Genre: Comic Books, Graphic Novels
Publisher: Image Comics
Release Date: November 4th 2015
My Rating: 5 cups
Blurb (from Goodreads):
Steampunk meets Kaiju in this original fantasy epic for mature readers, as young Maika risks everything to control her psychic link with a monster of tremendous power, placing her in the center of a devastating war between human and otherworldly forces.
*Disclaimer: I received an e-copy of this book from Netgalley and Image Comics in exchange for an honest review. This does not influence my opinion or my rating of the book in any way.
My latest foray into the world of comic books takes me into somewhat familiar waters. I was a bit familiar with Marjorie M. Liu's work as a graphic novelist, and I've liked what I've read so far, enough that I didn't hesitate to request the Monstress books when I saw them on Netgalley.
The story is really intriguing. The focus moves from past to present, as we get to see Maika before and after being captured and sold into slavery. We get to see a little bit of her past, enough to know her mindset in the present time, but not enough to understand why she did what she did or how she got captured. I think that's pretty interesting, from a storytelling perspective, to have the story developing on two separate timelines, yet ultimately not answering any questions, at least in this first issue.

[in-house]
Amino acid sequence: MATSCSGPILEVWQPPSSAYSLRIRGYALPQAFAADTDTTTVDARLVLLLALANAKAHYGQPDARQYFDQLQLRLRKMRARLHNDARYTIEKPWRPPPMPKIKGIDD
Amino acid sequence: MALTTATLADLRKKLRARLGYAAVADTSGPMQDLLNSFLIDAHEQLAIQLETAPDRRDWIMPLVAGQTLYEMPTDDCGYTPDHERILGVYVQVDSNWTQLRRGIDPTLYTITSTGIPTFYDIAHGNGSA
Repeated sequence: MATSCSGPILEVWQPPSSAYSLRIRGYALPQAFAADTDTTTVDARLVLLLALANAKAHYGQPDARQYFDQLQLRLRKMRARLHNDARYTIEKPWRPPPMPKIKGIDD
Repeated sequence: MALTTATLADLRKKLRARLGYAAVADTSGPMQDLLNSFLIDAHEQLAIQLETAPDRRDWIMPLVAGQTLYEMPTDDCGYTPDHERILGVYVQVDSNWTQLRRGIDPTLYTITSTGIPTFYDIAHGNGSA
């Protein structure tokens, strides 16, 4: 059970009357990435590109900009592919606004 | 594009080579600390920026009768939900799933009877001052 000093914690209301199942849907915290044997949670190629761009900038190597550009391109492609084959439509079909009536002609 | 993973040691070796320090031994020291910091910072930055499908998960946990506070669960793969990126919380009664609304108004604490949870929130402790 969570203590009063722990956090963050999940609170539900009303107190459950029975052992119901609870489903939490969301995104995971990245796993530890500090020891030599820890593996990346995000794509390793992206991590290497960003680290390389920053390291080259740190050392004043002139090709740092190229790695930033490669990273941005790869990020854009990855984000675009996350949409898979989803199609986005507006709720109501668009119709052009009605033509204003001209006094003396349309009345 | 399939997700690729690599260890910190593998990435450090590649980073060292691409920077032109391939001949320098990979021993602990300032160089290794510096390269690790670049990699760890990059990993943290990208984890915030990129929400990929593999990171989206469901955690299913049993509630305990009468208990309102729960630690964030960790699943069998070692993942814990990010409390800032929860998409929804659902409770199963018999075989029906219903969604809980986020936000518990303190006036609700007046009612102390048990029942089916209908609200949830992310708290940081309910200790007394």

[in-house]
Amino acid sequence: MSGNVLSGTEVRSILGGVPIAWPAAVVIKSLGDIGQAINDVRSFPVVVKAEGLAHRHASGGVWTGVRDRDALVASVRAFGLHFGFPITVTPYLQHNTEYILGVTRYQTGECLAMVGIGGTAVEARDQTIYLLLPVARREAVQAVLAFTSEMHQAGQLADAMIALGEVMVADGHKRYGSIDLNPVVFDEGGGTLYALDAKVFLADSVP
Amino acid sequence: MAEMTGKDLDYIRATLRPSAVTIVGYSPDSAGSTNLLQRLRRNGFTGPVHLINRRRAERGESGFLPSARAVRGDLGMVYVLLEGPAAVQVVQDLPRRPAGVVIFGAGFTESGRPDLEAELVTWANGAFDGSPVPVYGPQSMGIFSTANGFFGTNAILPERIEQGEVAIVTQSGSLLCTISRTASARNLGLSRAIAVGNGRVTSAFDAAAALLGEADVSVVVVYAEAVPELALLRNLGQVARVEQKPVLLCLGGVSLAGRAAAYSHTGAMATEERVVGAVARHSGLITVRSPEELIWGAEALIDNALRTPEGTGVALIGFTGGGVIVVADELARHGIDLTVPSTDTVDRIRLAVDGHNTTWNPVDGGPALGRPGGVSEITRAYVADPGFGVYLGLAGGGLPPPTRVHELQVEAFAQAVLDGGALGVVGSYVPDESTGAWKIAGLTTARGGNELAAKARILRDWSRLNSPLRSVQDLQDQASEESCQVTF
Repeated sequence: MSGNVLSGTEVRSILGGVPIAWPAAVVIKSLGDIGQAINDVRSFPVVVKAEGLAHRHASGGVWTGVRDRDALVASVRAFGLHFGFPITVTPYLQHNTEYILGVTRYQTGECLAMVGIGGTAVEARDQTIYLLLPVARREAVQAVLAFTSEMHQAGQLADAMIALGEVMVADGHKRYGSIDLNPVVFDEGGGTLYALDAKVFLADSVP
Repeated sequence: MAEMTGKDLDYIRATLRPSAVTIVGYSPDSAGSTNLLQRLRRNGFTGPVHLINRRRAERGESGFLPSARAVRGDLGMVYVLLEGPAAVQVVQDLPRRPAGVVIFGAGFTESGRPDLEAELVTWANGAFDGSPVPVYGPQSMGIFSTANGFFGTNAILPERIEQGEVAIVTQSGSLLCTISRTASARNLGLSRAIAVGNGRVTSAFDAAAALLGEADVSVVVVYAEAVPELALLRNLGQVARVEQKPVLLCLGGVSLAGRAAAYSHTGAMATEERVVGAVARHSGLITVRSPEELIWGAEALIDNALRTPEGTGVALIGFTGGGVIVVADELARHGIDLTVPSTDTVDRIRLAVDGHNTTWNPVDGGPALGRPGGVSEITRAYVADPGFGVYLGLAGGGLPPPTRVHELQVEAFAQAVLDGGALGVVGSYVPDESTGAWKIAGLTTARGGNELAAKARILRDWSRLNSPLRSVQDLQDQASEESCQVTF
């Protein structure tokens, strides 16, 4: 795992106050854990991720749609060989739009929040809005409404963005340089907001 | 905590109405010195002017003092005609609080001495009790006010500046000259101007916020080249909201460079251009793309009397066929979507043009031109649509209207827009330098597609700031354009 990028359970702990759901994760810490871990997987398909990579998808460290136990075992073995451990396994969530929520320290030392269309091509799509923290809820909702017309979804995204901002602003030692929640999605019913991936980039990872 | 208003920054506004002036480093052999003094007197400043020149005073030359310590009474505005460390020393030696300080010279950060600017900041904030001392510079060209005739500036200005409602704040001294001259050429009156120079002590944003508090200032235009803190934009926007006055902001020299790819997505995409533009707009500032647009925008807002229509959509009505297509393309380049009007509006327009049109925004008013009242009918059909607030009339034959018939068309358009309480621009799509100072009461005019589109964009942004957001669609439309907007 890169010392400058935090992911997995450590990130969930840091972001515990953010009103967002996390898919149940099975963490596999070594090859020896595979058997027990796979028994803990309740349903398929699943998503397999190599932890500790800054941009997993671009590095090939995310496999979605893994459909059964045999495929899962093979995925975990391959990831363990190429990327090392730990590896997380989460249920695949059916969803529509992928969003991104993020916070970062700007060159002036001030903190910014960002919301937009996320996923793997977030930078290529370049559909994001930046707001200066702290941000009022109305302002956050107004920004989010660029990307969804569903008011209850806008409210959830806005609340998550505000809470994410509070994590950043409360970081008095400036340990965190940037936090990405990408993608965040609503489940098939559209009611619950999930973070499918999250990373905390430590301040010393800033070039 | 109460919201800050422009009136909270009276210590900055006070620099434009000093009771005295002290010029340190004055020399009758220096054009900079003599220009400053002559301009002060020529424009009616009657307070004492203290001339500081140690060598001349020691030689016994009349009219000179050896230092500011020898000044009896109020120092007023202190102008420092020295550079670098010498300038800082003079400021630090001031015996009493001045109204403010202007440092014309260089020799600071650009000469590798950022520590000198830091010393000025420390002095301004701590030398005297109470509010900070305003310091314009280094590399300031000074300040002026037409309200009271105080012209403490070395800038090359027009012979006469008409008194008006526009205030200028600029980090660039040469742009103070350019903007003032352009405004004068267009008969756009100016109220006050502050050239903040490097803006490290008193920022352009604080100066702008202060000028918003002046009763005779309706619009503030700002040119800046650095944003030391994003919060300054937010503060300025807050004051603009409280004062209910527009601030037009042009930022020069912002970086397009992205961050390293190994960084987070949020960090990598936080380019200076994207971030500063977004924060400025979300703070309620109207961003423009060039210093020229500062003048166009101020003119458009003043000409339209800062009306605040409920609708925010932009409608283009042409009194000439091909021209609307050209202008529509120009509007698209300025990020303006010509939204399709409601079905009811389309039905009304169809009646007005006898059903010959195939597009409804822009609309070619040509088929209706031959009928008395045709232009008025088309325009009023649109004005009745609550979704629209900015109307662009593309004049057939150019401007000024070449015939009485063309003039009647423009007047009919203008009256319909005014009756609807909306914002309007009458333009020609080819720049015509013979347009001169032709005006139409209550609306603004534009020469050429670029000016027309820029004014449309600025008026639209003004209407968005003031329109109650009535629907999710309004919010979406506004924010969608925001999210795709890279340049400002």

Maika seems like a very angry young woman. She's desperate enough to do some extreme things in order to reach her goals, which at the time the first issue ends, the reader knows nothing about. Or at least I couldn't figure out much. What she's looking for is just as much a mystery as the girl herself. I think it's related to her past before the war, or maybe to when she was a little girl, but I'm not sure at this point. The mystery though didn't bother me, as it kept me on my toes and it made me want to read the first issue pretty fast, to find as many things about Maika's backstory as I could.
The graphic part of this book is also pretty awesome. The art is beautiful, with mostly dark colors and harsh lines at times, but that made it even more beautiful. I found it intriguing how the illustrator put some vivid, rich colors into some of the more darker scenes. In a way, it makes sense when you read the book, because it seemed to me that those colors underlined the differences between those who won the war and those who lost it, or at least that's how I interpreted it.
I did have a bit of an issue with how this first book ended, in the sense that it felt a bit too easy, in a way. But based on how the book ended, I'm not sure Maika will have an easy future, at least for now. I'm curious to see how the story moves on from that point. I'm also interested to see if the story will reveal how she got captured. I can't wait to pick up the rest of the issues and see how the story ends.